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Significant reduction in wait time for diagnosis, treatment of patients who may have lung cancer

Posted Oct 11th, 2011

Niagara patients with a suspicion of lung cancer are being diagnosed and treated much faster since a new program, the largest and busiest of its kind in the province, began a year ago.

The wait time for a diagnosis has dropped dramatically – from an average of 95 days to an average of 27 days – with the launch in September 2010 of the Lung Diagnostic Assessment Program (LDAP), a partnership between the Niagara Health System (NHS), Juravinski Cancer Centre, Cancer Care Ontario and St. Joseph’s Healthcare Hamilton.

In Niagara, the assessment clinic is located at the Outpatient Oncology Clinic at St. Catharines General Site and is integrated with oncology services provided by the NHS.

“We are extremely pleased with the success we have had in improving our patients’ experience from the suspicion of lung cancer to diagnosis and the beginning of treatment,” says Dr. Mark Jany, respirologist and lead physician for the regional program at NHS.

Key to the success of this program is the role of the Nurse Navigator. Registered Nurse Colleen Stang coordinates all aspects of care from the time a patient is referred, including making arrangements for diagnostic tests, providing information and guidance on what to expect each step of the way and arranging the consultation with a respirologist or surgeon. If a patient is diagnosed with lung cancer, the team collaborates with oncologists, surgeons and other specialists to determine the best course of treatment. Thoracic surgeons travel to Niagara every two weeks to see patients and meet with the team of local care providers. Once diagnosis is made and a treatment plan established, patients may go outside the region for care depending on their needs. For example, patients requiring radiation therapy or surgery would receive their care in Hamilton, while patients requiring chemotherapy could receive their care in Niagara.

Through the program’s coordinated approach, respirologists and surgeons at St. Joseph’s and NHS adopted a common approach to lung cancer diagnosis based on newly published guidelines. Since the program began, Niagara’s care providers have been taking part in multidisciplinary case conferences with medical colleagues in Hamilton to discuss a patient’s case as a group and determine the patient’s best course of treatment.

Niagara’s cancer program has increased about 30 per cent in the last five years. A new prostate cancer clinic recently opened at the St. Catharines General Site and the chemotherapy treatment space was expanded. In 2013, the Walker Family Cancer Centre will open at the new health complex in St. Catharines, bringing comprehensive cancer care, including radiation services, to Niagara for the first time.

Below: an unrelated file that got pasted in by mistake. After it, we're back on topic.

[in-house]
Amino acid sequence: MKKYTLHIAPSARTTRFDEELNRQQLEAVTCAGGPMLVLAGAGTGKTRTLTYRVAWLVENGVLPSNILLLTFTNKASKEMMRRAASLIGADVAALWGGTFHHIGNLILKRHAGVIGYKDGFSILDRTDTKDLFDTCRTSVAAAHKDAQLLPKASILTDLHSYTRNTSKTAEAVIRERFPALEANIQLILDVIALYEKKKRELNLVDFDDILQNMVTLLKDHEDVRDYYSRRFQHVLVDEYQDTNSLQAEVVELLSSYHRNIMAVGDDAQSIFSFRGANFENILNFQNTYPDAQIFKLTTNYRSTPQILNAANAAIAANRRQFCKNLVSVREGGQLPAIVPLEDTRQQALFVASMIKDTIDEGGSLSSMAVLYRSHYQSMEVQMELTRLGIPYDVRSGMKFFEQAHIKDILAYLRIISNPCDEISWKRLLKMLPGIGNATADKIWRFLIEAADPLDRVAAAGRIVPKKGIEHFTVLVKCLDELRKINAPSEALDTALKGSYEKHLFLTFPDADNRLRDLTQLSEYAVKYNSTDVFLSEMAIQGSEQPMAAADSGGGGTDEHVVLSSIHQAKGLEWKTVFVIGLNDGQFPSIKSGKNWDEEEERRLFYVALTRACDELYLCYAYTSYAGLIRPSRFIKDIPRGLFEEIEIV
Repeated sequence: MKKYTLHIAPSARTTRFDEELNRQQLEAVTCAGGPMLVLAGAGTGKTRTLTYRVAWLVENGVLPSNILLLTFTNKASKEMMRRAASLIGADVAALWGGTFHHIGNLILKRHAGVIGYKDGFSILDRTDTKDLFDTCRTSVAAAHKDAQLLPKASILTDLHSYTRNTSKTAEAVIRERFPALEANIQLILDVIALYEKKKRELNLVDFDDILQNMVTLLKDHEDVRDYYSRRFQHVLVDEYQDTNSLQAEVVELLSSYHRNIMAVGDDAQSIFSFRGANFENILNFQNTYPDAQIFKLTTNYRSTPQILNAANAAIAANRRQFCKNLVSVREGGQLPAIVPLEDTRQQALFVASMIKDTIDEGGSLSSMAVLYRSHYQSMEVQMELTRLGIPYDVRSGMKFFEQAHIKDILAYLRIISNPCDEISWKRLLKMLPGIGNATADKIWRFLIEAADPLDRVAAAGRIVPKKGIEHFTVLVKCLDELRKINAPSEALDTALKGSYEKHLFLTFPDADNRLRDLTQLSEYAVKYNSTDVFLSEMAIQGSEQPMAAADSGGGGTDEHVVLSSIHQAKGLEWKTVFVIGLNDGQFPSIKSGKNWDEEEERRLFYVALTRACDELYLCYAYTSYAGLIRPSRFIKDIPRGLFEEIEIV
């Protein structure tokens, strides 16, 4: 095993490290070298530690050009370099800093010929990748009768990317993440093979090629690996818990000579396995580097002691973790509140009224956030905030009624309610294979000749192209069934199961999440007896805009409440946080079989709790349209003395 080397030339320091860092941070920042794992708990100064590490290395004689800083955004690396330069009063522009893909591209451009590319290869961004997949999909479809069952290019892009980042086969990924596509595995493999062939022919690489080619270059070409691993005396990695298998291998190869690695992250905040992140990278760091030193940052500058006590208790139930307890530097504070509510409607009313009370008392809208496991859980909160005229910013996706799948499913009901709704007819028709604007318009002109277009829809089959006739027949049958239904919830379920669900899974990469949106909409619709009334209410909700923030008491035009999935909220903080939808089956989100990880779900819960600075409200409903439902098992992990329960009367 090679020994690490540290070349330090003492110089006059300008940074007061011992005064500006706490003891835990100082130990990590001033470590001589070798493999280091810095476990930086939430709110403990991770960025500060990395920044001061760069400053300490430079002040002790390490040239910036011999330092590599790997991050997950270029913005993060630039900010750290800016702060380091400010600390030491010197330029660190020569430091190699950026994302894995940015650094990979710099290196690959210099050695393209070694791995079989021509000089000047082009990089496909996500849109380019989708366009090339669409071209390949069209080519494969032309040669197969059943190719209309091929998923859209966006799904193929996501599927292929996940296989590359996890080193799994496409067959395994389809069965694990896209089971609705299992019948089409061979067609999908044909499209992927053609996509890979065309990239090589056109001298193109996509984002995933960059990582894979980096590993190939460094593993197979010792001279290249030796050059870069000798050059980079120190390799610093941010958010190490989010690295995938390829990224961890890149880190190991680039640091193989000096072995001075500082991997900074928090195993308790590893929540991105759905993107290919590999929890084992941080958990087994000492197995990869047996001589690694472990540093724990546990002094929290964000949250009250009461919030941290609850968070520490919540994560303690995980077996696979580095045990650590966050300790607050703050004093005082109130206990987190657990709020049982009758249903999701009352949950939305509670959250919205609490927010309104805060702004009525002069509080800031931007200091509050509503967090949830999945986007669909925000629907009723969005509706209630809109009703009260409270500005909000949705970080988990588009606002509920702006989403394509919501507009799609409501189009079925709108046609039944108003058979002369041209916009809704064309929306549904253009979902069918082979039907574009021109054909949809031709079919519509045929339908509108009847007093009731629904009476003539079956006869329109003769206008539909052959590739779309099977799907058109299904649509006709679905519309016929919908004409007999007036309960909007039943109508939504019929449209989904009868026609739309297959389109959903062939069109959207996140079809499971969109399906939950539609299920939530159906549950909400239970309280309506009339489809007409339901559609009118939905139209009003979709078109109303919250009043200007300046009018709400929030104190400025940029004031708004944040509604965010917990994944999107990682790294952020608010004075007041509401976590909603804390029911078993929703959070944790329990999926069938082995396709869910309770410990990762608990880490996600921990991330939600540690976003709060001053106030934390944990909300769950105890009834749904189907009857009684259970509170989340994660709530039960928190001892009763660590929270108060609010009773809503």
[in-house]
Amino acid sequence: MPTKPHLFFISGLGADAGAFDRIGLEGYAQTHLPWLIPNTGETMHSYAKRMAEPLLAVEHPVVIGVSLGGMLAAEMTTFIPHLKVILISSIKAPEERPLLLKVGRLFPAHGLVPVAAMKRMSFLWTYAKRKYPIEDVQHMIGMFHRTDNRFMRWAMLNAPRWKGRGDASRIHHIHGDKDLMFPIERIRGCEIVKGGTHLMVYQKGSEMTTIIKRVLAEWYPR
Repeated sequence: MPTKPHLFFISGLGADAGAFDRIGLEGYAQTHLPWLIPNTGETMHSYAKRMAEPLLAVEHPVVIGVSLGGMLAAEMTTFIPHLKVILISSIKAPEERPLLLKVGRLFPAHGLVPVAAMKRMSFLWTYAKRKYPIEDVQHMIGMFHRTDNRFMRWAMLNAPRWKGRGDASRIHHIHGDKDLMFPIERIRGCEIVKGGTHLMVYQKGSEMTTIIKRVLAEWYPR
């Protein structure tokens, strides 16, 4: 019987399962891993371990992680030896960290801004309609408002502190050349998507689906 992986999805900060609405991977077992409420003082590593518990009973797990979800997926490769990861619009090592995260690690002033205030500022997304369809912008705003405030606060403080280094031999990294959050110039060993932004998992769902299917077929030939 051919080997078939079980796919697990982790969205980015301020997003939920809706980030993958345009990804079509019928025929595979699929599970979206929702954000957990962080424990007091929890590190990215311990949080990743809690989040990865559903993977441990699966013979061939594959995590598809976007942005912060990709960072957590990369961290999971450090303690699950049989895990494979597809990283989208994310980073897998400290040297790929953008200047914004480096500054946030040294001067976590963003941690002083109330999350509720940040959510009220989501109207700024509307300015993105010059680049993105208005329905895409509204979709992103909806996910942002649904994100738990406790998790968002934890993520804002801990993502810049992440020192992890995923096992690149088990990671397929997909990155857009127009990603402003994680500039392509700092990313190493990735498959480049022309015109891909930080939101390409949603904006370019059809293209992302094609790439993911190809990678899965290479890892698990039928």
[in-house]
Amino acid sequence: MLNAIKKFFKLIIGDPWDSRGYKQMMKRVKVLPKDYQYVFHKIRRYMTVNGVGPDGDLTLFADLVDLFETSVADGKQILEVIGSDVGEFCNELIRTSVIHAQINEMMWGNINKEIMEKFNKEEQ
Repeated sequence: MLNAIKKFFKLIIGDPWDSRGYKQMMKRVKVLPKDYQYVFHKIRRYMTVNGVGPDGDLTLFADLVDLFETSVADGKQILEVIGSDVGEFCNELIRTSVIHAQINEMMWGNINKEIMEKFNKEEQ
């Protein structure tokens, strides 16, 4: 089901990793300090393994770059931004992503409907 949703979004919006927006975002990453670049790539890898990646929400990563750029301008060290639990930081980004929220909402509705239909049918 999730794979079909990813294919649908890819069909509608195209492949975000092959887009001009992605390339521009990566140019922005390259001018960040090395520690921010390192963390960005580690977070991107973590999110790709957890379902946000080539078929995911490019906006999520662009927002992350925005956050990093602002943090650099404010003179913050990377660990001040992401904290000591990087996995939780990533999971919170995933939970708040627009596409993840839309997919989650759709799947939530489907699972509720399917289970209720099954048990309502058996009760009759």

Prior to coming into this role 1.5 years ago, I had never heard of navigation as a nurse before. However there were compelling studies showing that 60 to 70 per cent of patients with lung cancer stated that they had a lot of anxiety because they had no idea what was happening next in the diagnostic phase. Although a stressful role, I am thankful to be involved in this program working with this outstanding committed team to serve these phenomenal patients and their families, helping them to navigate the healthcare system at one of the most anxiety-provoking times in their lives. This is an essential role in cancer care.”

Registered Nurse Colleen Stang, Nurse Navigator for the LDAP

The NHS Oncology Program is expanding as we prepare for the new Walker Family Cancer Centre. In alignment with Cancer Care Ontario’s Cancer Plan, we are looking to improve the patient experience. This includes the diagnostic process through assessment programs, the first being the Lung Diagnostic Assessment Program or LDAP. We want patients facing a cancer situation to experience excellent, compassionate and patient-centred care as they enter the cancer system throughout our region.

- Dr. Janice Giesbrecht, NHS Medical Director of Oncology

By reducing wait times, we have been successful in reducing anxiety for our patients and their families at this extremely difficult time. The feedback we are receiving is overwhelmingly positive about the impact of this program in reducing wait times, providing better coordinated care and providing ongoing support to patients and families as they navigate the healthcare system.

Dr. Mark Jany, respirologist and lead physician for the program at NHS

The Lung Diagnostic Assessment Program is an excellent example of a win-win partnership for patients and care providers. This marks a successful development in bringing specialized services and resources to Niagara so that patients may be better served in their own community rather than having to travel outside the region for assessment and diagnosis.

Carol Potvin, NHS Director of Oncology Program Development

The Lung Diagnostic Assessment Program at St. Joseph’s Healthcare Hamilton and the Niagara Health System has been a tremendous success with our patients and staff members. The extensive and collegial collaboration between the oncology, respirology and thoracic surgery teams has been exemplary and unique, leading to the formation of the largest and busiest program of its kind in the province. The Lung Diagnostic Program has played a vital role in ensuring that patients with thoracic (chest) malignancies receive the very best and specialized care in the community.

Dr. Yaron Shargall, Head of Thoracic Surgery, St. Joseph’s Healthcare Hamilton and McMaster University

Niagara Health System